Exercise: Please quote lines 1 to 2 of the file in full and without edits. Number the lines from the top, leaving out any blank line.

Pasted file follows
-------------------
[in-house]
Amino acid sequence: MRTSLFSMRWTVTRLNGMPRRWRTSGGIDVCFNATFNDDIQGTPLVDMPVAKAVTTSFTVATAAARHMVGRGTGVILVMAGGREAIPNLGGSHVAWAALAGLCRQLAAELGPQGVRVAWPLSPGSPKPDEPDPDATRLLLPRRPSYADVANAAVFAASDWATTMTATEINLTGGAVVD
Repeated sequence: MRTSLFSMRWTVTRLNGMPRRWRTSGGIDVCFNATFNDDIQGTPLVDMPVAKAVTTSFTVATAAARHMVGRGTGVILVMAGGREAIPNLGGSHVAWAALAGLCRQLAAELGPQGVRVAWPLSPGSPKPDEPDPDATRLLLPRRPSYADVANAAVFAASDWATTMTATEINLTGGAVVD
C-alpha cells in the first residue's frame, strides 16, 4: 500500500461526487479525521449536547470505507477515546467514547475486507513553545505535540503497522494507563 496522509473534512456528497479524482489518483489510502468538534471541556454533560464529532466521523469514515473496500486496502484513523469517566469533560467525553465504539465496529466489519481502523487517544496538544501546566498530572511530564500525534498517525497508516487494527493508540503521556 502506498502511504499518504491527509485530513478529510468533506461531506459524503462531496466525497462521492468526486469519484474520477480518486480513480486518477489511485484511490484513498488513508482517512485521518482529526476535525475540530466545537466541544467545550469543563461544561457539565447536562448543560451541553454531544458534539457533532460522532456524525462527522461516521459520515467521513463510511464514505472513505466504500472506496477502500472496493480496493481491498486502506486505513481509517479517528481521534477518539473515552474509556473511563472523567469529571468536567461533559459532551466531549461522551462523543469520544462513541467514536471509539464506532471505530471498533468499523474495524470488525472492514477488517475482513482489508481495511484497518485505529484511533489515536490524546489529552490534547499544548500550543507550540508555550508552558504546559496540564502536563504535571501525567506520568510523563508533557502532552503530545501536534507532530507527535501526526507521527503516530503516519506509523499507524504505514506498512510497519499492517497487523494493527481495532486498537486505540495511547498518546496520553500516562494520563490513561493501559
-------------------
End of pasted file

[in-house]
Amino acid sequence: MRTSLFSMRWTVTRLNGMPRRWRTSGGIDVCFNATFNDDIQGTPLVDMPVAKAVTTSFTVATAAARHMVGRGTGVILVMAGGREAIPNLGGSHVAWAALAGLCRQLAAELGPQGVRVAWPLSPGSPKPDEPDPDATRLLLPRRPSYADVANAAVFAASDWATTMTATEINLTGGAVVD